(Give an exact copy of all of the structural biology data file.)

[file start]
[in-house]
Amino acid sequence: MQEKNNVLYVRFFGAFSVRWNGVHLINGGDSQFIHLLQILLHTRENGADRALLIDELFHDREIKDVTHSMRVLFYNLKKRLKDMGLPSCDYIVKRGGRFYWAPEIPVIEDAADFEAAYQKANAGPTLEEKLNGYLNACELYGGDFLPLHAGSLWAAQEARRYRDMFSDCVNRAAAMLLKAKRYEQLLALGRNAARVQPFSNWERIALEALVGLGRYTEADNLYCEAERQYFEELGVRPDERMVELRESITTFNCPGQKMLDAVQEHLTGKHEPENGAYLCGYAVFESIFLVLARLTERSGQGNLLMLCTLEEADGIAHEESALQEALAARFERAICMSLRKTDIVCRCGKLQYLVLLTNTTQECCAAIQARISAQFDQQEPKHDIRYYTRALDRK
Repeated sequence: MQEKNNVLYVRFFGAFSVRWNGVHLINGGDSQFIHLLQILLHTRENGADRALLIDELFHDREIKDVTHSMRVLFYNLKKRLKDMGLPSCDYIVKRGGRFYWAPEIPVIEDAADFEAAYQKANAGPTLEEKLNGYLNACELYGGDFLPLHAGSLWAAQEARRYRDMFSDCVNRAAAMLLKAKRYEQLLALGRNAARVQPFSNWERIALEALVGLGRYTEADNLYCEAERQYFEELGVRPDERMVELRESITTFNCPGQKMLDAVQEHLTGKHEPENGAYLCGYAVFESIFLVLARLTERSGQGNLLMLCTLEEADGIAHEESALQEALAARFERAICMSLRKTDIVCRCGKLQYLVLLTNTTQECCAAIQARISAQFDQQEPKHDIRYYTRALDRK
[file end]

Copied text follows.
[in-house]
Amino acid sequence: MQEKNNVLYVRFFGAFSVRWNGVHLINGGDSQFIHLLQILLHTRENGADRALLIDELFHDREIKDVTHSMRVLFYNLKKRLKDMGLPSCDYIVKRGGRFYWAPEIPVIEDAADFEAAYQKANAGPTLEEKLNGYLNACELYGGDFLPLHAGSLWAAQEARRYRDMFSDCVNRAAAMLLKAKRYEQLLALGRNAARVQPFSNWERIALEALVGLGRYTEADNLYCEAERQYFEELGVRPDERMVELRESITTFNCPGQKMLDAVQEHLTGKHEPENGAYLCGYAVFESIFLVLARLTERSGQGNLLMLCTLEEADGIAHEESALQEALAARFERAICMSLRKTDIVCRCGKLQYLVLLTNTTQECCAAIQARISAQFDQQEPKHDIRYYTRALDRK
Repeated sequence: MQEKNNVLYVRFFGAFSVRWNGVHLINGGDSQFIHLLQILLHTRENGADRALLIDELFHDREIKDVTHSMRVLFYNLKKRLKDMGLPSCDYIVKRGGRFYWAPEIPVIEDAADFEAAYQKANAGPTLEEKLNGYLNACELYGGDFLPLHAGSLWAAQEARRYRDMFSDCVNRAAAMLLKAKRYEQLLALGRNAARVQPFSNWERIALEALVGLGRYTEADNLYCEAERQYFEELGVRPDERMVELRESITTFNCPGQKMLDAVQEHLTGKHEPENGAYLCGYAVFESIFLVLARLTERSGQGNLLMLCTLEEADGIAHEESALQEALAARFERAICMSLRKTDIVCRCGKLQYLVLLTNTTQECCAAIQARISAQFDQQEPKHDIRYYTRALDRK